Monday, November 07, 2011

November 7, 2011 - Kyrie Eleison

This morning I rode the train back to New York City, for some follow-up scans at the Nuclear Medicine Department at Memorial Sloan-Kettering. One was a repeat of the same scan I had the day before my radioactive-iodine treatment.  The other was a CT scan.

Last Wednesday, the day before the treatment, I swallowed a pill containing a small amount of radioactive material. It was just for diagnostic purposes, the technician informed me, and was small enough that it didn't call for any special safety precautions.

The scanner wasn't the familiar donut-shaped CT scanner. It had the same exceedingly narrow table to lie down on, but instead of the donut there were a couple of square pads, each about the size of an old LP record album.  They could be positioned a number of different ways on movable arms.

When I asked, the technician told me it's called a gamma camera (at least in layman's terms). The difference between this scan and a CT scan, he went on, is that a CT scan provides its own radiation, but this gadget simply measures the radiation already present inside me. The contents of the capsule I'd just swallowed, in other words.

OK, so this is one of those bring-your-own-radiation joints.

I had a similar scan again today, with the difference that those square pads are looking for radiation emanating not from last Wednesday's appetizer but from Thursday's 120-millicurie main course. I suppose this gamma scan result, combined with the CT scan, tells the doctors something worth knowing about either the effectiveness of the radioactive-iodine treatment (whether there was indeed any residual thyroid tissue left over after the surgery and whether the radiation successfully zapped it) or about how my body's doing at getting rid of the radioactivity.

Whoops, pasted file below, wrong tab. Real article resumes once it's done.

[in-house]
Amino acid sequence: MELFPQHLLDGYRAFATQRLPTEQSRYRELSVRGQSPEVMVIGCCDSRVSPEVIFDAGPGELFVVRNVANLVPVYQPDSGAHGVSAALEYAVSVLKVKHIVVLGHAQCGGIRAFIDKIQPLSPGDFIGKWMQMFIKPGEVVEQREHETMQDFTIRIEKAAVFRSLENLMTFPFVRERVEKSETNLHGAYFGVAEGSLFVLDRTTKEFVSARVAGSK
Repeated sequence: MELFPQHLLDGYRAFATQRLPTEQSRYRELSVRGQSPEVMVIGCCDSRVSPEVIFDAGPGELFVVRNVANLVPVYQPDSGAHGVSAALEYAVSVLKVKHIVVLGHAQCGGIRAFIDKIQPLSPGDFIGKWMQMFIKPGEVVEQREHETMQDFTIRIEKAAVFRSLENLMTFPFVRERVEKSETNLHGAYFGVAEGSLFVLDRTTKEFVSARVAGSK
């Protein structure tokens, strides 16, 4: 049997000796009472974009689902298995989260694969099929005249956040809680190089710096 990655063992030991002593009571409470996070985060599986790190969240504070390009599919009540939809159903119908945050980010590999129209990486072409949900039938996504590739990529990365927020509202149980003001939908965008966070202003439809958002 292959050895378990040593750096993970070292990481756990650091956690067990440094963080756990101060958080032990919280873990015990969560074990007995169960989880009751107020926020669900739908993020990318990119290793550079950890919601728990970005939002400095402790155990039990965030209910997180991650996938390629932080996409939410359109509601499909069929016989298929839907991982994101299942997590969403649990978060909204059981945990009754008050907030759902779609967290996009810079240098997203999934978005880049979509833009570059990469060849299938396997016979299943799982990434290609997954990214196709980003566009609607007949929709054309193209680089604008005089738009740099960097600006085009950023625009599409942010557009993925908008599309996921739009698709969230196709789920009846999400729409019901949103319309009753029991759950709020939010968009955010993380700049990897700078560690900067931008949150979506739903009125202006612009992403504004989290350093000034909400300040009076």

The technician who ran the CT scanner told me afterwards that there's going to be some kind of medical pow wow tomorrow, and that I should hear something not long after that.

What I can expect to hear, I have no idea, since my understanding has been that the radioactive-iodine treatment is merely a prophylactic measure following my (presumably) successful surgery. What these scans will actually tell the doctors is beyond me.

Before getting off the New Jersey Transit train, I'd been listening to music on my iPod.  I decided I was familiar enough by now with my itinerary through the New York subway that I could act like so many other straphangers and leave the headphones on. It so happened that I was listening to Gregorian Chant by the Benedictine monks of Christ in the Desert Monastery of northern New Mexico. I'd spent a week of my sabbatical with them a half-dozen years ago.

It was a rather odd experience to make my way through the bustling commuter crowd in Penn Station with the otherworldly tones of Gregorian Chant sounding in my ears. Although my noise-dampening headphones muted most of the station noises and P.A. system announcements, the louder ones were still intelligible. Those station noises sounded like they'd been dipped into the monastic chant like a waffle immersed in maple syrup.

I found the chant changing my attitude towards the day, and about my fellow-travelers as they charged about every which way, Manhattan-style, on whatever urgent business had brought them to those subterranean transit-chambers.

Kyrie eleison, sang the monks of Christ in the Desert. Lord have mercy.

Kyrie eleison on me, medical pilgrim that I am.

Kyrie eleison on the Wall-Street type in the pricey tailored suit with the American flag pinned to his lapel.

Kyrie eleison on the woman in a chador, pulling her sleepy-eyed preschooler along by the hand.

Kyrie eleison on the two soldiers leaning against the wall in their desert-camouflage uniforms.

Kyrie eleison on the young woman with the flowing black hair and the hoop earrings, tottering along in suede boots with impossibly high heels.

Kyrie eleison on the homeless man on the bench, and on the transit cop prodding him awake and ordering him to move along.

Standing on the uptown subway platform, looking across the two sets of tracks at my downtown-bound counterparts, I decide to launch some silent kyries at 'em.

Random acts of prayer. It seems somehow subversive.

They have no idea, those people I've picked randomly out of the crowd to target with my kyries. Do they even know someone's just blessed them?

Do I realize the same, when I've been similarly blessed by some other anonymous fellow-believer?

I feel, in those moments, like we're all swimming together in a sea of blessings.


Anonymous said...

Still praying, CM/HM

Jeanie said...

Ahhhh.....swimming in a sea of blessings....lovely.

Stormy said...

beautiful passage Rev Carl. Image of my home town as a Sea of Blessings.

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